Peres, Renana

2014-05-01

67

NASA Technical Reports Server (NTRS)

We report values of minority carrier diffusion length in n-type 6H SiC measured using a planar Electron Beam Induced Current (EBIC) method. Values of hole diffusion length in defect free regions of n-type 6H SiC, with a doping concentration of 1.7El7 1/cu cm, ranged from 1.46 microns to 0.68 microns. We next introduce a novel variation of the planar method used above. This 'planar mapping' technique measured diffusion length along a linescan creating a map of diffusion length versus position. This map is then overlaid onto the EBIC image of the corresponding linescan, allowing direct visualization of the effect of defects on minority carrier diffusion length. Measurements of the above n-type 6H SiC resulted in values of hole diffusion length ranging from 1.2 micron in defect free regions to below 0.1 gm at the center of large defects. In addition, measurements on p-type 6H SiC resulted in electron diffusion lengths ranging from 1.42 micron to 0.8 micron.

Tabib-Azar, Massood

1997-01-01

68

Turbulence characteristics of a plane diffuser flow with inlet velocity distortion

An experimental study of turbulent characteristics of incompressible flow in a two-dimensional diffuser with inlet velocity distortion is reported. Turbulence level in the boundary layer increases marginally towards the exit of the diffuser and decreases rapidly in the wake region. The region of maximum velocity fluctuation and the maximum Reynolds shear stress shifts away from the wall in the streamwise

P. A. Aswatha Narayana; N. V. Chandrasekhara; V. K. Chithambaran

1984-01-01

69

Dynamic heterogeneity is an active field of glass-transition research. the length scale of this heterogeneity is called the characteristic length. It can be calculated from complex heat capacity curves in the equilibrium liquid or from dynamic calorimetry curves corrected with regard to nonequilibrium. No molecular parameters or microscopic models are necessary for obtaining the length. The authors report the characteristic length near glass temperature for about 30 glass formers including small-molecule liquids, polymers, silicate glasses, a metallic glass, a liquid crystal, and a plastic crystal. The lengths are between 1.0 and 3.5 nm with certain accumulations between 1.0 and 2.0 nm and between 2.5 and 3.5 nm. To try a correlation to other properties, the authors find that at least two should be included, e.g., Angell's fragility and the distance of T{sub g} from the crossover temperature, T{sub c}.

Hempel, E.; Hempel, G.; Hensel, A.; Schick, C.; Donth, E.

2000-03-23

70

Diffusion length variation and proton damage coefficients for InP/In(x)Ga(1-x)As/GaAs solar cells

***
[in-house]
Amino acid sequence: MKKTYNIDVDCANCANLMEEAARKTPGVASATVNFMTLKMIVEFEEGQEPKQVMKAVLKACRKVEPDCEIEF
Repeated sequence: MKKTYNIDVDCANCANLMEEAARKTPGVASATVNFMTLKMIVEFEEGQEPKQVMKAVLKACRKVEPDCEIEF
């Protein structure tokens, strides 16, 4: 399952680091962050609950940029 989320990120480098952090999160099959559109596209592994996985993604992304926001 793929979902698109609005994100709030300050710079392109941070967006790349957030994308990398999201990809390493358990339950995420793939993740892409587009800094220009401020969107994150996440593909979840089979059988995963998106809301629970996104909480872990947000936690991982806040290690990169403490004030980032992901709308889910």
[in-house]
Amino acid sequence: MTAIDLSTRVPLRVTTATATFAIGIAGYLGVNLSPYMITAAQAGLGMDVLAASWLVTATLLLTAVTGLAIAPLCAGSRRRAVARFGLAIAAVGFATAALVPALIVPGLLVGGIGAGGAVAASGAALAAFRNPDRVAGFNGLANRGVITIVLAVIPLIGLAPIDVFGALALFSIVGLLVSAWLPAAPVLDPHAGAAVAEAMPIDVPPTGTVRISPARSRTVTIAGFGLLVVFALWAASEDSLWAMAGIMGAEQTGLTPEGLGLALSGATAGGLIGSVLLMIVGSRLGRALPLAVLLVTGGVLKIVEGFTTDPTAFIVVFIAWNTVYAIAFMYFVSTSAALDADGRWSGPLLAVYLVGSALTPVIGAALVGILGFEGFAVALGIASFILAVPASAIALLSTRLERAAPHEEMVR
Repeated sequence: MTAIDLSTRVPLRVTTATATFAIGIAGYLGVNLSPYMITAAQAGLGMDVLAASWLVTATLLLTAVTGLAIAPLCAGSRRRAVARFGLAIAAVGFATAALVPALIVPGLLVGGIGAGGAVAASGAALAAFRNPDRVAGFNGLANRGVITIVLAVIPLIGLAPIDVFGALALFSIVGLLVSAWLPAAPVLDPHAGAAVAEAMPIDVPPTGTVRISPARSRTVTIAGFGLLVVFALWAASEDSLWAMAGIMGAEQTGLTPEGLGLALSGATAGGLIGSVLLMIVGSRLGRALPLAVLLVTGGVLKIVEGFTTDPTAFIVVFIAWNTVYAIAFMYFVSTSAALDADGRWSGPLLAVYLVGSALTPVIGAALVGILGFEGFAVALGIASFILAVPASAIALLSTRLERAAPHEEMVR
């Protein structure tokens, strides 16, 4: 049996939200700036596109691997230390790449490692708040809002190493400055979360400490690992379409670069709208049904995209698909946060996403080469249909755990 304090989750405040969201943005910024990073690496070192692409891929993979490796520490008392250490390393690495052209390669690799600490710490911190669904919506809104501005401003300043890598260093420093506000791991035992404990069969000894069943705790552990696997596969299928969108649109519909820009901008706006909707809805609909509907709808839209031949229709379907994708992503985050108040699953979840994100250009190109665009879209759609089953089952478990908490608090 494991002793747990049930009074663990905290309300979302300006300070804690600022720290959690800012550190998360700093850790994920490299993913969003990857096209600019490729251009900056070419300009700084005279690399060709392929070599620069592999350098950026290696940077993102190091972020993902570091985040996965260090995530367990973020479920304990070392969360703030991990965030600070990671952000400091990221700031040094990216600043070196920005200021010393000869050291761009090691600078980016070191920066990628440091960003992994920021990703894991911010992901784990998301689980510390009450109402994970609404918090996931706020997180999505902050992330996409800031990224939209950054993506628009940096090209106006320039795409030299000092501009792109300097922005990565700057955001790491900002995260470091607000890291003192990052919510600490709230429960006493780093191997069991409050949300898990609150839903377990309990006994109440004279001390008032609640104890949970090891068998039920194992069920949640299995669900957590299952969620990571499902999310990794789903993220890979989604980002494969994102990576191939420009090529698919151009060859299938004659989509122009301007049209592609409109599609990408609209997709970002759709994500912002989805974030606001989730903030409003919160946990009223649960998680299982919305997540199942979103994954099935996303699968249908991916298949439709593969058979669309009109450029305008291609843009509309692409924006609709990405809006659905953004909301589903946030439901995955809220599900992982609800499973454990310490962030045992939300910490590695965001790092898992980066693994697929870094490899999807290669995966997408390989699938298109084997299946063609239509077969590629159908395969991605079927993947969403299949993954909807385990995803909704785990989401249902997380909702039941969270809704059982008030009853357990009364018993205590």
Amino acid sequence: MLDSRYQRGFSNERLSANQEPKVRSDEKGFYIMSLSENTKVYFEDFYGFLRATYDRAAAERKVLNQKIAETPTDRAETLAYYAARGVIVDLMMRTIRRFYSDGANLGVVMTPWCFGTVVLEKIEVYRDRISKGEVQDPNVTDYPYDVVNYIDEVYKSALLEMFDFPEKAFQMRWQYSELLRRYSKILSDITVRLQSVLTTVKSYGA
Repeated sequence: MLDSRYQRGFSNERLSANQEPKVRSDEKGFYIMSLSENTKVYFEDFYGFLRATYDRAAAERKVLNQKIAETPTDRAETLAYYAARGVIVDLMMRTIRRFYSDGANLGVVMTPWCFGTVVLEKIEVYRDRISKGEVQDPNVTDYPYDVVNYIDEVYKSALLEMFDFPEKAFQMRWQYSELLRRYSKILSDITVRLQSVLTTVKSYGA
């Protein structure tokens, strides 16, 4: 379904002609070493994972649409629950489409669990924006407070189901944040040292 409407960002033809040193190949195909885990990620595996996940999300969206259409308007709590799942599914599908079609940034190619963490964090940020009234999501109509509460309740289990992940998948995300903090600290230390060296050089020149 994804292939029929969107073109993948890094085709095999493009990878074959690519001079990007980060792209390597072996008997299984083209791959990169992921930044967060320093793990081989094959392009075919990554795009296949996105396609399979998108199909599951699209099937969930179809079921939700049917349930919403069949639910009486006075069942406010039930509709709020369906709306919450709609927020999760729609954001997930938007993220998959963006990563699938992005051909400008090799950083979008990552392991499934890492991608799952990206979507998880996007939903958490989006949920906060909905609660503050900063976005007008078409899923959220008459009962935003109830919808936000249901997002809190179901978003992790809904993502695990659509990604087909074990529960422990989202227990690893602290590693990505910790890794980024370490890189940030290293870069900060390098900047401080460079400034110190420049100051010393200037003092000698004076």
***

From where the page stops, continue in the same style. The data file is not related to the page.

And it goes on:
NASA Technical Reports Server (NTRS)

Indium phosphide solar cells are more radiation resistant than gallium arsenide and silicon solar cells, and their growth by heteroepitaxy offers additional advantages leading to the development of lighter, mechanically strong and cost-effective cells. Changes in heteroepitaxial InP cell efficiency under 0.5 and 3 MeV proton irradiations are explained by the variation in the minority-carrier diffusion length. The base diffusion length versus proton fluence is calculated by simulating the cell performance. The diffusion length damage coefficient K(L) is plotted as a function of proton fluence.

Jain, R. K.; Weinberg, I.; Flood, D. J.

1993-01-01

71

Wave Characteristics of Large-Diameter, High-Density Helicon Plasma with Short Axial Length II

NASA Astrophysics Data System (ADS)

We have demonstrated that a large-diameter, high-density (>= 10^12 cm-3) helicon plasma can be produced in a low aspect ratio (the ratio of the axial length L to the diameter R; in our case, R =73.8 cm and 5.5 cm <= L <= 35 cm) device using a flat spiral antenna (4-turn, 43 cm in diameter) installed just outside the quartz-glass window at one end of the device [1]. As a first step to understand the role of helicon waves in the discharge process, helicon wave characteristics in plasma has been investigated in detail [2]. It has been found that discrete axial eigenmodes, whose characteristics depend on the plasma density profile and the axial boundary conditions, exist in the excited helicon wave. The effects of the background magnetic field profile and the rf input power on the excited wave have also been examined in detail. [1] T. Motomura et al., J. Plasma Fusion Res. Ser., in press. [2] T. Motomura et al., Bull. Ameri. Phys. Soc. 53 (14), 175 (2008).

Motomura, Taisei; Shinohara, Shunjiro; Tanikawa, Takao; Shamrai, Konstantin P.

2009-11-01

72

Using the chromatographic technique (carrier-gas: N2; tracer-gases: He, Ar) the effective diffusivity in single-pellet string columns (SPSC) packed with porous slab particles was studied. Dispersion due to extra-column effects was eliminated via convolution of column responses for two lengths. The measurements were done for cordierite particles and for cordierite coated with alumina-based washcoat. The effective diffusion coefficients for two tracer–carrier

Tomáš Starı; Olga Šolcová; Petr Schneider; Miloš Marek

2006-01-01

73

We perform correlated studies of individual GaN nanowires in scanning electron microscopy combined to low temperature cathodoluminescence, microphotoluminescence, and scanning transmission electron microscopy. We show that some nanowires exhibit well localized regions emitting light at the energy of a stacking fault bound exciton (3.42?eV) and are able to observe the presence of a single stacking fault in these regions. Precise measurements of the cathodoluminescence signal in the vicinity of the stacking fault give access to the exciton diffusion length near this location.